Serverless WebSocket API: API Gateway, Kinesis, Lambda
Nowadays, it is a common approach to use a RESTful API following the synchronous request/response model. But what about asynchronous communication? Or communication that is synchronous but could be modeled asynchronous as well? A WebSocket API based on API Gateway, Kinesis, and Lambda is the perfect tool for that job.
AWS announced WebSocket support for the API Gateway in December 2018. Recently CloudFormation added support for the new resources as well. Therefore, it is about time to discover how to build an event-driven API based on the following building blocks:
- An API Gateway providing the WebSocket API
- A Kinesis Stream to buffer and distribute events
- Several Lambda Functions implementing event-driven microservices
The following figure illustrated the architecture.
What are the unique features of this architecture?
- Low latency: The API Gateway forwards incoming events to the Kinesis Stream. No Lambda Function needed, which decreases costs and latency.
- High Decoupling: Each microservice subscribes to the Kinesis Stream to process events from the client. A microservice is able to send events to a client by posting a message to the WebSocket via the API Gateway.
- Fault Tolerant: The Kinesis Stream acts as a buffer for incoming events. In case of a failure within one of the micro-services events are not lost.
- Asynchronous But Real-Time: Events are processed asynchronously but with minimal latency. The bidirectional model offered by the WebSocket allows sending response events to the client easily.
- Ordered: The order of events is guaranteed from the client to the microservice.
In the following, you will learn how to set up the described architecture with the help of CloudFormation.
First of all, create the API as well as the default route.
In theory, the
RouteSelectionExpression in combination with an
AWS::ApiGatewayV2::Route allows you to route incoming events to different targets. For example, you could split events into different Kinesis Streams. Doing so is not necessary, and therefore all events are routed to the
DefaultRoute route in this example.
The default route sends all events to the
KinesisIntegration. The integration calls the
PutRecord action on the Kinesis Stream for each incoming event. The
default template defined in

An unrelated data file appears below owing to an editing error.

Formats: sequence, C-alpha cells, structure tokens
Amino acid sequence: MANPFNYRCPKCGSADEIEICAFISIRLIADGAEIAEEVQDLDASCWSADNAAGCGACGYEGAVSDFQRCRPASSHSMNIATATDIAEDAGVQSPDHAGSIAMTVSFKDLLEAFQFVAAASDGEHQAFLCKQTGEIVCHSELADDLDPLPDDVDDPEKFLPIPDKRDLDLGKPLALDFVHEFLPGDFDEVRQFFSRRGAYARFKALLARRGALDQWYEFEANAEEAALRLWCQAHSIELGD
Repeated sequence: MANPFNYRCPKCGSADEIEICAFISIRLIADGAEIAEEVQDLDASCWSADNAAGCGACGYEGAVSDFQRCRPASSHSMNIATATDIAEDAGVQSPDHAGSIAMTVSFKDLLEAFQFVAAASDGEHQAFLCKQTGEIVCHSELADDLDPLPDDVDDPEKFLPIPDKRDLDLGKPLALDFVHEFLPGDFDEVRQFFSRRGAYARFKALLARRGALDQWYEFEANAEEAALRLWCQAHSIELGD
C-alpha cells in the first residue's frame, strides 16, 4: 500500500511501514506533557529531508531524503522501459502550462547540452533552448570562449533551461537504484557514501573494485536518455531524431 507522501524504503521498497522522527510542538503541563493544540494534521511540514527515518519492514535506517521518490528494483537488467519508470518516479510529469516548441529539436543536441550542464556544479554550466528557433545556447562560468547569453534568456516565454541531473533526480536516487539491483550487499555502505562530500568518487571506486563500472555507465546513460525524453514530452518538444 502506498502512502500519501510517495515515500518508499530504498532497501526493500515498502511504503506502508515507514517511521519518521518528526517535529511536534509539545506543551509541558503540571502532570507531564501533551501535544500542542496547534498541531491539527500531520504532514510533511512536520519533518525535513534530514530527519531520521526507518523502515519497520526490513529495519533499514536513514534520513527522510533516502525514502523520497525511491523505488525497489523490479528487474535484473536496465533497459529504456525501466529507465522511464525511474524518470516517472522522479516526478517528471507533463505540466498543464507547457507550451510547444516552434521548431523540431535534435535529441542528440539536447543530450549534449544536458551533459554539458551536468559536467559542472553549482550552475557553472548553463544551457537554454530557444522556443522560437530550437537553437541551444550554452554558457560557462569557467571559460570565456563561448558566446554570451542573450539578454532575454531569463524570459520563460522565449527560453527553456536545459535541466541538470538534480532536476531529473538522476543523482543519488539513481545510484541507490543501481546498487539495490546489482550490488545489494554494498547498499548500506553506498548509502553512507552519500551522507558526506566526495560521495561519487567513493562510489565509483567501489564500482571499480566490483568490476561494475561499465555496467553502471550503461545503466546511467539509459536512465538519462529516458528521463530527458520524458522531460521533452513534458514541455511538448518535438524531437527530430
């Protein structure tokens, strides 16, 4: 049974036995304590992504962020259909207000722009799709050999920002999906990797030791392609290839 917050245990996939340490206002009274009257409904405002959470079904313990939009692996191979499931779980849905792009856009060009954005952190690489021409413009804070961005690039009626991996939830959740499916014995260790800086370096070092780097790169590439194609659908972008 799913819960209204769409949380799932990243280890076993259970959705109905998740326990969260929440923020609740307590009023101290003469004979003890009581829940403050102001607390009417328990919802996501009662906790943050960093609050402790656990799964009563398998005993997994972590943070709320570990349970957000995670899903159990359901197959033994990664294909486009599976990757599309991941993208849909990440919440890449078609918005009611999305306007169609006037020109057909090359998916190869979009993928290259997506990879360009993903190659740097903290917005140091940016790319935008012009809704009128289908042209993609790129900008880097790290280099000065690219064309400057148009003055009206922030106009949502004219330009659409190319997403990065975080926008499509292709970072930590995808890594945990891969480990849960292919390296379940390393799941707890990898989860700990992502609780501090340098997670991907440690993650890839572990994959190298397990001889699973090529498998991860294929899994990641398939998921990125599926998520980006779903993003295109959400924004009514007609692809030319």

RequestTemplates assembles the needed request. Note, the
connectionId - which can be used to send an event back to the client - is added to each event.
Looking for a new challenge?
What else is needed to set up the API Gateway? You need to define a stage and a deployment.
Next, create a Kinesis Stream to buffer events.
The WebSocket API, as well as the Kinesis Stream, are ready to receive events.
In order to process the events, a microservice needs to be attached to the Kinesis Stream. The following snippet shows how to create the necessary resources:
EventStreamConsumerregisters an HTTP/2 based consumer at the Kinesis Stream.
EventSourceMappingthe source mapping connecting the consumer with the Lambda Function.
StreamFunctionthe Lambda Function implementing a microservice processing events from the stream.
The following implementation of the
StreamFunction sends back each incoming event to its sender.
I’ve skipped a few resources, mainly IAM roles. You can find the whole CloudFormation template at api-gateway-websocket.yaml. Use the following command to create a CloudFormation stack based on the template:
aws cloudformation deploy --template-file apigateway-websocket.yaml --stack-name apigateway-websocket --capabilities CAPABILITY_IAM
Get the WebSocket URI from the CloudFormation stack.
aws cloudformation describe-stacks --stack-name apigateway-websocket --query 'Stacks.Outputs[?OutputKey==`WebSocketURI`].OutputValue' --output text
Use wscat to send events to your WebSocket API. The API will return the event immediately.
wscat -c wss://f124m4srw3.execute-api.eu-west-1.amazonaws.com/v1
That’s it. Building a WebSocket API with an API Gateway, a Kinesis Stream and Lambda Functions is a great approach when developing a real-time and event-driven API.
Do you want to learn more about cutting-edge architectures on AWS? Join Michael and me for our session Cutting-Edge Architectures Based on AppSync, Lambda, and Fargate on February 26th at the AWS Summit in Berlin. Also, if you stumble upon Michael or me during the summit, please say “Hi!”.